Prohibition literally fueled crime during the 1920s. Flappers flaunted the law by drinking in speakeasies and wearing garters equipped with a handy flask filled with bootleg hootch – or a gun! The good times wouldn’t last forever, the giddy drinking and partying that characterized the 1920s came to a screeching halt in October of 1929 with the stock market crash.
Former beauty pageant winner Hazel Belford Glab was handy with a gun, and she wasn’t afraid to use one to further her agenda. When her husband threatened to divorce her, Hazel hatched a plan to cash in before Mr. Glab could bail out.
During the Deco Era when a wife wasn’t taking deadly aim at her husband, it’s probably because she’d focused instead on the “other woman”.
When neighborhood gossip hinted at a love affair between Clara Phillips’ husband and an attractive young widow, Clara became a woman with a mission, to remove the woman she thought was a rival for her husband’s love by any means necessary.
The Depression of the 1930s resulted in the perpetration of darker crimes. Women became involved in bandit gangs, and they were active participants in kidnappings, bank robberies, and murders.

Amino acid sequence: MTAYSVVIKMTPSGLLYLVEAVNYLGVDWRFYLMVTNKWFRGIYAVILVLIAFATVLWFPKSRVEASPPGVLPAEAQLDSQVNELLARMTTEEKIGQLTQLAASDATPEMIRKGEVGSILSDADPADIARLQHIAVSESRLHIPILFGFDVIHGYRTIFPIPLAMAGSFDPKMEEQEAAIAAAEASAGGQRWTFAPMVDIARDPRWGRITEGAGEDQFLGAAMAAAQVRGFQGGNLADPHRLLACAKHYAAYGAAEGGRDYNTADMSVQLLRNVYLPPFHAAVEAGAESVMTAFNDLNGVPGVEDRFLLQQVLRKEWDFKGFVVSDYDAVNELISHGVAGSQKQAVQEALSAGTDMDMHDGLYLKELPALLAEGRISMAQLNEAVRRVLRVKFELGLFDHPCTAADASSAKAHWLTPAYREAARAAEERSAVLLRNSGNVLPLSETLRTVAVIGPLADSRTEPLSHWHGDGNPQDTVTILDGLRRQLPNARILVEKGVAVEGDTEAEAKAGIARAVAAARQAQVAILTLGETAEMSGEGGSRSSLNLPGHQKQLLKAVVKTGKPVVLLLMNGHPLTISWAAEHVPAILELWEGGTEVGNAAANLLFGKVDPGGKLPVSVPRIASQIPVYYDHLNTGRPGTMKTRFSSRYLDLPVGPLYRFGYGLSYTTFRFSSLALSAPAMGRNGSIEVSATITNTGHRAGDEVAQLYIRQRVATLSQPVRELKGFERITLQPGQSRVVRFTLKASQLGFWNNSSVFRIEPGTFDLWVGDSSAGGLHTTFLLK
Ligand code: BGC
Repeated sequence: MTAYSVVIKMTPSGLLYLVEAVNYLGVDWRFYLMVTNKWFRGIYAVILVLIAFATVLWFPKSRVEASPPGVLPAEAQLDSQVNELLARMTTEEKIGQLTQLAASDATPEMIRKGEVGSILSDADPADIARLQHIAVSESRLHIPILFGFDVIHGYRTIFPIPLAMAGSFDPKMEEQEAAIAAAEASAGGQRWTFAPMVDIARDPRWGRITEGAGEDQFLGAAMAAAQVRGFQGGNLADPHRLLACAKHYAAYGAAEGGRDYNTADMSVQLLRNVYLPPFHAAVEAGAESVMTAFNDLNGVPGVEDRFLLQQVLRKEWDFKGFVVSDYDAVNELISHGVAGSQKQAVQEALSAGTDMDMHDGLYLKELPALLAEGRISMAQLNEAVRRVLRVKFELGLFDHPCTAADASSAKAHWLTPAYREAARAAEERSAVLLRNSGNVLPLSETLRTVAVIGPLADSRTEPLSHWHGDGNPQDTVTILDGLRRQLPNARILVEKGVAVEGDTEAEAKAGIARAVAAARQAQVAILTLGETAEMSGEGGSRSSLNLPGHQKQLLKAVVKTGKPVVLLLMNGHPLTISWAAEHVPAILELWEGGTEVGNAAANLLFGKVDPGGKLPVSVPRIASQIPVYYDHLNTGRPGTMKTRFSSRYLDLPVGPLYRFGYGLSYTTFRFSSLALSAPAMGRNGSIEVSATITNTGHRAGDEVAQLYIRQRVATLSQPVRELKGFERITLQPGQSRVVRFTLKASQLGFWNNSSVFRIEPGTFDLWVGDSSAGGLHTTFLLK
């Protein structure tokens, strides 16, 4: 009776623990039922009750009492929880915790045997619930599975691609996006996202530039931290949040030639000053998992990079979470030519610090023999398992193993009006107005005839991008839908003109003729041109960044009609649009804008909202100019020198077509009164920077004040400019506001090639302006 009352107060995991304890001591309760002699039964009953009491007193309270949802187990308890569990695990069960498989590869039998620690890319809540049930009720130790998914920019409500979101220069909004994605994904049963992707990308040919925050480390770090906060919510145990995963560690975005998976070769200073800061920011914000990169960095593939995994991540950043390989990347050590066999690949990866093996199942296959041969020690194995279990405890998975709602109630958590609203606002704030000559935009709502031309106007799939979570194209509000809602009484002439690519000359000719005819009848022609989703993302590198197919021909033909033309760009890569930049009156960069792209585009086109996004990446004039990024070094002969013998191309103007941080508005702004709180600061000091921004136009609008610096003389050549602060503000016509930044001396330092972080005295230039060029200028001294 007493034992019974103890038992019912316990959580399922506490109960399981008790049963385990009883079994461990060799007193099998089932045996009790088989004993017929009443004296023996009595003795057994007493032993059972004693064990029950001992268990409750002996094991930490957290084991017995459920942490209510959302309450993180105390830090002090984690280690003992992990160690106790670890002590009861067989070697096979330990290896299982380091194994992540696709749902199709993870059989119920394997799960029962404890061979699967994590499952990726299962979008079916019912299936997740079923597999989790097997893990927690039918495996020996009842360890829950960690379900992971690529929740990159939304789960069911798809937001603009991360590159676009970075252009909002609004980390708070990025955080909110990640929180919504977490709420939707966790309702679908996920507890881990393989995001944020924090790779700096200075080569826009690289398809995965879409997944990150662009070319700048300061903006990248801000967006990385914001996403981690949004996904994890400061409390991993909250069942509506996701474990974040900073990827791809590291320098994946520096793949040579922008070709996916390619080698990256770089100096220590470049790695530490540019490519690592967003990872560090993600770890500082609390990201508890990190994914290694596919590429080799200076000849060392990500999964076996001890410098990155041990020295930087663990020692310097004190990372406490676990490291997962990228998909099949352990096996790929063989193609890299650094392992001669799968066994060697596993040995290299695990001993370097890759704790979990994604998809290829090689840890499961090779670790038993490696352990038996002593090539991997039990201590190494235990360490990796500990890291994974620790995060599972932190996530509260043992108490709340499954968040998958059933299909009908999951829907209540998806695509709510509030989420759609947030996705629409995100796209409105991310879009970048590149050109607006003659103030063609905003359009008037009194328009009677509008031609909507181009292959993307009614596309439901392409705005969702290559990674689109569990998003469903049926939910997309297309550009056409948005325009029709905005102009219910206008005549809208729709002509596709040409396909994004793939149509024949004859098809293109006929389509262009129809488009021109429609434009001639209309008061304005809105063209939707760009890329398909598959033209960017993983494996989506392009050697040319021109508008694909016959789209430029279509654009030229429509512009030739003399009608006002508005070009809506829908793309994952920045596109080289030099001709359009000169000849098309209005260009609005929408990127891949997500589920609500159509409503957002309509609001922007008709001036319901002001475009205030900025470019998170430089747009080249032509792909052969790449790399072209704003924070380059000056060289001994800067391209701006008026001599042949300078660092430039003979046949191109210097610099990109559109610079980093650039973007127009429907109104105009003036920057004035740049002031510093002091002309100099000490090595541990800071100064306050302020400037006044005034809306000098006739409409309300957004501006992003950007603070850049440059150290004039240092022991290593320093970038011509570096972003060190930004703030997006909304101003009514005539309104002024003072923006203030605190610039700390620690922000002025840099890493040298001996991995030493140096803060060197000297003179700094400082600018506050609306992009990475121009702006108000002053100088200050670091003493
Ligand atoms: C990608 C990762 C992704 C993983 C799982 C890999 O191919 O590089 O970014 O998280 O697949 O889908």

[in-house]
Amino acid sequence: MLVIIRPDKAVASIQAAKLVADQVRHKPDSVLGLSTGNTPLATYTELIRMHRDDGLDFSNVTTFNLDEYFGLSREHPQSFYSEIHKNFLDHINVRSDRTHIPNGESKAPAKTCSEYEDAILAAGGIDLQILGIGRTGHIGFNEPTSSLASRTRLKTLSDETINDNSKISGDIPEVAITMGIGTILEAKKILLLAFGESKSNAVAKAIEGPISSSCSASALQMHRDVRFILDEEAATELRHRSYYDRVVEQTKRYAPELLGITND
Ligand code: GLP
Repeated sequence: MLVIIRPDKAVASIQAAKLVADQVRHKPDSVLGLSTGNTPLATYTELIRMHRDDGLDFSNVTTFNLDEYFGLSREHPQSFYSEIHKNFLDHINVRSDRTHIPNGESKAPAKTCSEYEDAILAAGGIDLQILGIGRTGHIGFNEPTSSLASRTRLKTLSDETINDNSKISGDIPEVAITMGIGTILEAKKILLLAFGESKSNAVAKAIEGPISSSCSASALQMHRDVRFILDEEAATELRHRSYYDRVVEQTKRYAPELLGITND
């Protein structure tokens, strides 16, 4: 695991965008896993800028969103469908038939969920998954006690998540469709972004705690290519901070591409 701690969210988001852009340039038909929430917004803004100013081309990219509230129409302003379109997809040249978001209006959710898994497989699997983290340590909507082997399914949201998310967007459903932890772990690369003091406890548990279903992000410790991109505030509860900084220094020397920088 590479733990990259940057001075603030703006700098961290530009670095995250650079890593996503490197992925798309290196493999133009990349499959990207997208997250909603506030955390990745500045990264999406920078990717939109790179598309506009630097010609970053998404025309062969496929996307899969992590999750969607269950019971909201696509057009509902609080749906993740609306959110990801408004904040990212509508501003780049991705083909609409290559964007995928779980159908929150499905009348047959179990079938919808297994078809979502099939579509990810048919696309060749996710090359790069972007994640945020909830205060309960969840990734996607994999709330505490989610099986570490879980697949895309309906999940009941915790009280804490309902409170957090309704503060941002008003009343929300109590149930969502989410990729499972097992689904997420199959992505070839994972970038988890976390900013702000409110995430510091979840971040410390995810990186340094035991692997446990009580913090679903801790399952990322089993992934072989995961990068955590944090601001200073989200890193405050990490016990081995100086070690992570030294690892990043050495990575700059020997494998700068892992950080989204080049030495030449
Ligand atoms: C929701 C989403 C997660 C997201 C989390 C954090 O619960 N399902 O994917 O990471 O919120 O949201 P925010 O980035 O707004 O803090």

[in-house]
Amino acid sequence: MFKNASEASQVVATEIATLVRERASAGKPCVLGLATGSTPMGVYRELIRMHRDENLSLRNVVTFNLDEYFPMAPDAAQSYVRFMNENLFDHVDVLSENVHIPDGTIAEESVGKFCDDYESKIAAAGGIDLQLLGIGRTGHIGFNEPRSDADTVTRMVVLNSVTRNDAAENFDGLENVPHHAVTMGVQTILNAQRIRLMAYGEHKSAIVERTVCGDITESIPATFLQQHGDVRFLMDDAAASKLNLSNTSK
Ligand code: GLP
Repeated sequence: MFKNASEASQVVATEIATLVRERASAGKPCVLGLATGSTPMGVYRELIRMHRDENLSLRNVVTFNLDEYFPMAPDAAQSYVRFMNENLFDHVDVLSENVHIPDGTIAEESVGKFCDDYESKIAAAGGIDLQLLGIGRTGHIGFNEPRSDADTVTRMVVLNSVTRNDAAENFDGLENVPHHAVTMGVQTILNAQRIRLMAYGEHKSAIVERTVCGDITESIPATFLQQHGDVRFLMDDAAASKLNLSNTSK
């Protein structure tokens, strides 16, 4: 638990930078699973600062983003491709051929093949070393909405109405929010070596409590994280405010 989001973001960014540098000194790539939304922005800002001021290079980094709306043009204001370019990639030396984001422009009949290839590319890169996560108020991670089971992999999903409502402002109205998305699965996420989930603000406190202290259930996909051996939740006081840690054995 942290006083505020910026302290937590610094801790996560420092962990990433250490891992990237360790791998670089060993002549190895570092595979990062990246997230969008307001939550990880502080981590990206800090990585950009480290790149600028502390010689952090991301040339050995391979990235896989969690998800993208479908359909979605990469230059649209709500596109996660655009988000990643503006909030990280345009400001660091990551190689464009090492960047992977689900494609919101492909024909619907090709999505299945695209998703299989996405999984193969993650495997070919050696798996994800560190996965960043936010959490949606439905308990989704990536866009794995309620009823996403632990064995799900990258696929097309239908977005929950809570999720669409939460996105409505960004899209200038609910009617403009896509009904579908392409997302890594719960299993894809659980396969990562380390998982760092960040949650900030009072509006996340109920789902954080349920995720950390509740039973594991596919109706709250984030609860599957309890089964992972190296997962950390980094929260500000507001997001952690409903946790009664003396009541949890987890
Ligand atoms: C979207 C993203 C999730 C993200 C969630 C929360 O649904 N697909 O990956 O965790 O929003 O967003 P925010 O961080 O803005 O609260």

During the early 1930s Bonnie Parker and Clyde Barrow were on the run from the law in the Midwest. In Los Angeles, Burmah and Thomas White were also on the run. The nineteen year old bride and her twenty-eight year old groom spent their honeymoon on a deadly crime spree.
While some women blatantly committed crimes on the streets of Los Angeles, other women went quietly about their evil business in the comfort of their own homes.
You’ve heard of someone keeping a skeleton in their closet – Walburga “Dolly” Oesterreich kept her murderous secret in the attic of her home, and when it was finally revealed it was so unbelievable that it made headlines.
Curvy killers have always been a part of the fabric of Los Angeles, and whether you empathize with them, or find them repellent, you are certain to be fascinated by Felonious Flappers!